As the adage goes, when you find yourself stuck in a hole, stop digging. As African leaders and their philanthropic and bilateral sponsors prepare for another glitzy African Green Revolution Forum, convening September 5-8 in Dar es Salaam, Tanzania, they are instead handing out new shovels to dig the continent deeper into a hunger crisis caused in part by their failing obsession with corporate-led industrialized agriculture.
On June 2, the U.S. government escalated its conflict with Mexico over that country’s restrictions on genetically modified corn, initiating the formal dispute-resolution process under the U.S.-Mexico-Canada Agreement (USMCA).
Despite its dismal record, the Gates Foundation-sponsored Alliance for a Green Revolution in Africa (AGRA) announced a new five-year strategy in September after rebranding itself by dropping ‘Green Revolution’ from its name.
As world leaders wrap up the UN Climate Summit in Glasgow, new scientific research shows that there is still a great deal of magical thinking about the contribution of fertilizer to global warming.
As the United Nations gears up for its Food Systems Summit September 23, the urgent need for structural changes in how we grow, harvest, distribute, and consume food has never been more apparent.
Since the Alliance for a Green Revolution in Africa (AGRA) was launched in 2006, yields have barely risen, while rural poverty remains endemic, and would have increased more if not for out-migration.
The battle for the future of food has grown contentious, and José Graziano da Silva has become a lightning rod for criticism. In 2014, as Director General of the United Nations Food and Agriculture Organization (FAO), he presided over the institution’s first International Agroecology Symposium, opening what he called “a new window in the Cathedral of the Green Revolution.” The FAO has since then formalized support for “Scaling Up Agroecology” while continuing to promote the kinds of chemical-intensive agriculture associated with the Green Revolution.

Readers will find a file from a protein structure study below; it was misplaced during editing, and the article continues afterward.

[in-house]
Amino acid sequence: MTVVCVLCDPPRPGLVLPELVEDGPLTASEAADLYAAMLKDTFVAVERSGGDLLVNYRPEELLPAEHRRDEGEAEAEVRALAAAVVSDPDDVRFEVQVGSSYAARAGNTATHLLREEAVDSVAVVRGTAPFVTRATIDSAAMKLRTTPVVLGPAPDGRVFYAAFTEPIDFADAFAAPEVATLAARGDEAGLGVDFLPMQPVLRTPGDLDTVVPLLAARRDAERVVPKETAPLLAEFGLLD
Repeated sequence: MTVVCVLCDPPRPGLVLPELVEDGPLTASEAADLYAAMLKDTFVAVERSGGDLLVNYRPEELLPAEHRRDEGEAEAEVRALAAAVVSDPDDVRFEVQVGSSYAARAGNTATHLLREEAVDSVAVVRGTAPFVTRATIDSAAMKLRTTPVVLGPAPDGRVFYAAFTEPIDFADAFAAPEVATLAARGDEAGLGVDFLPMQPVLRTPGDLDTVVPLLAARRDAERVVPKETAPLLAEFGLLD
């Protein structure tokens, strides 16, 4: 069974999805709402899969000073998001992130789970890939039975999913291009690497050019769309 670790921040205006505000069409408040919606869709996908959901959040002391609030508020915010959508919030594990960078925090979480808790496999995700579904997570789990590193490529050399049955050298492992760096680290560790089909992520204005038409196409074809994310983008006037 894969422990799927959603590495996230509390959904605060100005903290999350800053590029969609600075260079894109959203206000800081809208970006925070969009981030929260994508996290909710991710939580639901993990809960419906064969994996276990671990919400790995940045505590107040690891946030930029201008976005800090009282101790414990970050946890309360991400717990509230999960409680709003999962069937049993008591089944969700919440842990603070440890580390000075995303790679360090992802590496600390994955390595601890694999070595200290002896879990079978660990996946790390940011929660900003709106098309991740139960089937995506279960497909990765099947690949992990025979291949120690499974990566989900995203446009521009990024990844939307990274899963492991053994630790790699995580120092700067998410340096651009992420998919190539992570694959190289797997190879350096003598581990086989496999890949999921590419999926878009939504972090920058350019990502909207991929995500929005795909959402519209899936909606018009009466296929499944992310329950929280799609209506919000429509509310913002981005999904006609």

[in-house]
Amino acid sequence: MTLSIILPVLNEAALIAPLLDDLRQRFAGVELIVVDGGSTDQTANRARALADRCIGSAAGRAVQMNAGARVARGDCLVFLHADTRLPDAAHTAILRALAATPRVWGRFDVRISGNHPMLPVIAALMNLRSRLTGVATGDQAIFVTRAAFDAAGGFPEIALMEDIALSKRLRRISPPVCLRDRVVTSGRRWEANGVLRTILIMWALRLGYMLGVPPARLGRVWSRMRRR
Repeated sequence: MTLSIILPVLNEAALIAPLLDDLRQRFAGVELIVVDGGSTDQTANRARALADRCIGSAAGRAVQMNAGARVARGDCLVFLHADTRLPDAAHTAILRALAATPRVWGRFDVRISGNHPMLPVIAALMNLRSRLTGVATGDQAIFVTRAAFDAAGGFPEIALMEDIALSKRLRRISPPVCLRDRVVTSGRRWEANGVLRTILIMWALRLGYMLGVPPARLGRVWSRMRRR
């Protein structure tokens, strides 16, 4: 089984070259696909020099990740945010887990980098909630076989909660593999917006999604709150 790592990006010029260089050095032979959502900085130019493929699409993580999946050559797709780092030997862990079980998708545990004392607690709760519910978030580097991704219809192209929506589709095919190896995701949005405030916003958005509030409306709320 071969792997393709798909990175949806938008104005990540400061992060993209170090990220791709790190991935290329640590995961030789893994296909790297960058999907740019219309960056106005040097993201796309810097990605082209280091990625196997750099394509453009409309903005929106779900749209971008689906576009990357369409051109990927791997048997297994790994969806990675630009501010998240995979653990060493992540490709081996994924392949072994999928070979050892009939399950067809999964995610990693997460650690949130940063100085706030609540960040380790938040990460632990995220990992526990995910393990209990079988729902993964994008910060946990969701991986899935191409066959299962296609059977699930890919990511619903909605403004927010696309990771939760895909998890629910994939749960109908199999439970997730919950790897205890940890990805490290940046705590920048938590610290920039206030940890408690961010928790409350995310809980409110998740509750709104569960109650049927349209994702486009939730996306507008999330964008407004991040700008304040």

Mexican president Andrés Manuel López Obrador quietly rocked the agribusiness world with his New Year’s Eve decree to phase out use of the herbicide glyphosate and the cultivation of genetically modified corn. His administration sent an even stronger aftershock two weeks later, clarifying that the government would also phase out GM corn imports in three years and the ban would include not just corn for human consumption but yellow corn destined primarily for livestock. Under NAFTA, the United States has seen a 400% increase in corn exports to Mexico, the vast majority genetically modified yellow dent corn.
As COVID-19 threatens farming communities across Africa already struggling with climate change, the continent is at a crossroads. Will its people and their governments continue trying to replicate industrial farming models promoted by developed countries? Or will they move boldly into the uncertain future, embracing ecological agriculture?
African organizations are demanding answers after a recent report found that Alliance for a Green Revolution in Africa (AGRA) strategies have failed spectacularly to meet its goals of increasing productivity and incomes for millions of small-scale farming households by 2020 while reducing food insecurity on the continent.